As you probably know if you read my web site, one of my favorite models is the Citizen AT, which I have had for several years now (2010). I love it because I travel a great deal and it is easily one of the simplest of watches to use for different time zones. Simply pull out the crown, turn the second hand to the time zone required and push in again – job done. All you have to know is where you’re going!
Citizen CC3005-85E Solar, GPS – about as good as it gets. . .
Now with my new purchase (on it’s way!) I don’t even need to know that! Citizen’s new GPS model takes care of that with the advent of new and superior GPS technology, which supersedes even Radio Control which I naively thought was the ultimate! But my old AT of course was dependent on Radio Transmitter location, so conceivably could be out of contact. :-(
GPS offers so much more, yet the earlier GPS enabled Citizen watches didn’t really do it for me, as they had that angular case shape left over from the Attesa series, which if small to average wrist size, they never quite fitted as snugly as I wanted. That all important lug to lug size being just that little bit too long.
But now this latest model CC3005-85E is a different ball game altogether. It goes back to the more conventional and in my view a sensible case shape, which fits my wrist just fine and although cased is 44 mm x 13 mm, has that a shorter lug to lug dimension.
Now where my older AT model was great, this new GPS model is exceptional and it really comes into its own in all respects. Using the new F150 movement, it has an increased accuracy out of the box and even without GPS or Radio Control is within +/- 5 seconds per month, which is really, really good. Add in the GPS function and with one push of the upper right pusher, it synchronizes the exact local time in around 3 seconds. This is a lot quicker than any Radio Control models I’m used to.
When traveling it can now automatically locate (previous models did not have this feature) which out of the 40 time zones you are in by a quick push of the upper right button and calibrate the exact time using 4 satellites within about 3 minutes. No need to do much of anything again except push a button – so ease of use (so often the enemy of super complication watches) is quite amazing. You can however also set the Time Zone manually by pulling out the crown to Pos 1 and turning to the zone required and push the crown in, just like the AT.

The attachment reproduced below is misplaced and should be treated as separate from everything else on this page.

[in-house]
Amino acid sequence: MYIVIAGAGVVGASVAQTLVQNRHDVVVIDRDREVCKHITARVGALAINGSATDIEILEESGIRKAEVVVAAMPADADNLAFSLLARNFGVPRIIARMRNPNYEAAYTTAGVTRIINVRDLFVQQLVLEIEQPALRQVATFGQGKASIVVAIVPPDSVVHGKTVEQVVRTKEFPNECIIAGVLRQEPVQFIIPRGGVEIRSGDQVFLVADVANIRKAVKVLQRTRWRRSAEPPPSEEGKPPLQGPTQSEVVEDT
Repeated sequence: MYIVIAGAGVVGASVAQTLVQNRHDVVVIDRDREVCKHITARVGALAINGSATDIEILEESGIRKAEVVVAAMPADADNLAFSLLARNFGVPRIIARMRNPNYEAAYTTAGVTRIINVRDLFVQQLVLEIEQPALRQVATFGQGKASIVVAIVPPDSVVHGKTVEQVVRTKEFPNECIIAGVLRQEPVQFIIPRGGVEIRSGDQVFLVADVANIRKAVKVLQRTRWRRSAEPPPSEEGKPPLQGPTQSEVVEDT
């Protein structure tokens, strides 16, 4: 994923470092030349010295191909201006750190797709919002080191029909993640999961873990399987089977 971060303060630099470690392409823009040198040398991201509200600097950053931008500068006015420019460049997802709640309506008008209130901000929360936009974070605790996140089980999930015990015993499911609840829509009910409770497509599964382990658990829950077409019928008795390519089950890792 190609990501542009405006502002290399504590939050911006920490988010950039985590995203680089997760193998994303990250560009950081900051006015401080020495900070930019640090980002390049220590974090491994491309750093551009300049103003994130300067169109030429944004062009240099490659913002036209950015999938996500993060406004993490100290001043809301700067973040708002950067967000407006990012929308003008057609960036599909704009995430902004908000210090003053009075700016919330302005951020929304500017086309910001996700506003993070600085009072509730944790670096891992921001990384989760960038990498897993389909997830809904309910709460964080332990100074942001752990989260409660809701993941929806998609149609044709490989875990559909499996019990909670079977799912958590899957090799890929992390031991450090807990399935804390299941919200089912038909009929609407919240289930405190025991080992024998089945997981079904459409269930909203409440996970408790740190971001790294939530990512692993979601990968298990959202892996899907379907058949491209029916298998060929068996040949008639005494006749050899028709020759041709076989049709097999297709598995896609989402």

Simple display plus complication technology a sure fire winner.
I like the fact this model not only calibrates and shows the Time, Day and the Date, each of which is shown on the dial, but displays in analog on a simple and clear, easy to read dial. I am really pleased that Citizen have achieved what I have long been an advocate of – a simple “display v complication” ratio – and this model manages this to perfection. The Solar cell internal charging system is also nothing short of spectacular (updated yet again) and can operate for a day after just 3 minutes in the sun. I find this extraordinary and coupled with the fact that, once fully charged, if you chuck it in a drawer, it will manage via its Power Save function to keep ticking away internally for up to 7 years! Even without Power Save activated it will run happily for around 2 years.
Now I have to ask myself if I actually need all this technology, as being perfectly honest, my current AT model does just fine, but HEY! This is techy done right! And I collect watches, so it was a no brainer that I was going to get it – wasn’t it!
Practically I like the fact it has decent luminosity baton markers and hands and the dial is uncluttered, very clean, clear and easy to read. There is also a Battery Charge and Power Generation indicator around the right segment of the dial in the form of 6 line markers. The lower one at 1 indicates around 24 months Battery Charge and the lower line at 6 around 5 days. It has also 7 levels of Power Generation indication if you really want to be pedantic.
Clever indications of Power Reserve and Power Generation.
These functions are activated by a short push on a button and the hands swing to indicate the results.
Nice deployment bracelet – which I might change to silicon . . . but we’ll see . .
Sapphire glass is used so few scratches will ever bother you and with its Perpetual Calendar until February 28th 2100 should also see me out (if not it means either I’m rather unique in my own right, or my watch has got a problem, and I know which one is likely to falter!).
And perhaps best of all, for me, is the fact that this wonderful technology comes in a familiar, yet considering the technology, an understated style and looks as unobtrusive as my Solar AT model. Citizen have definitely got this one right – improved and upgraded technology in almost every department and managed it all in a sensible case size. To then display that technology without an F16 cockpit dial set up is also to be applauded.
I love it and I love this one too.
There are competitors out there of course not least Seiko, but I’ve had a look at them and so far they don’t do it for me! They all tend to look a bit cluttered and look complicated and I have the impression the technology seems to be shoehorned in to the case. And on the wrist they are just not that super easy to read.
But Citizen with this model have very successfully merged technology and simplicity together in a very sleek and dare I say conventional watch – complicated yes, high tech yes, but super simple to use.
Now for me that’s real progress.
Images – I’ll post more images when I finally get the watch in my hands in an update to this Post. I’ll also update any conclusions reached here once I’ve tried it out for a week or so and if I do decide on a different strap, then I’ll show images of that too.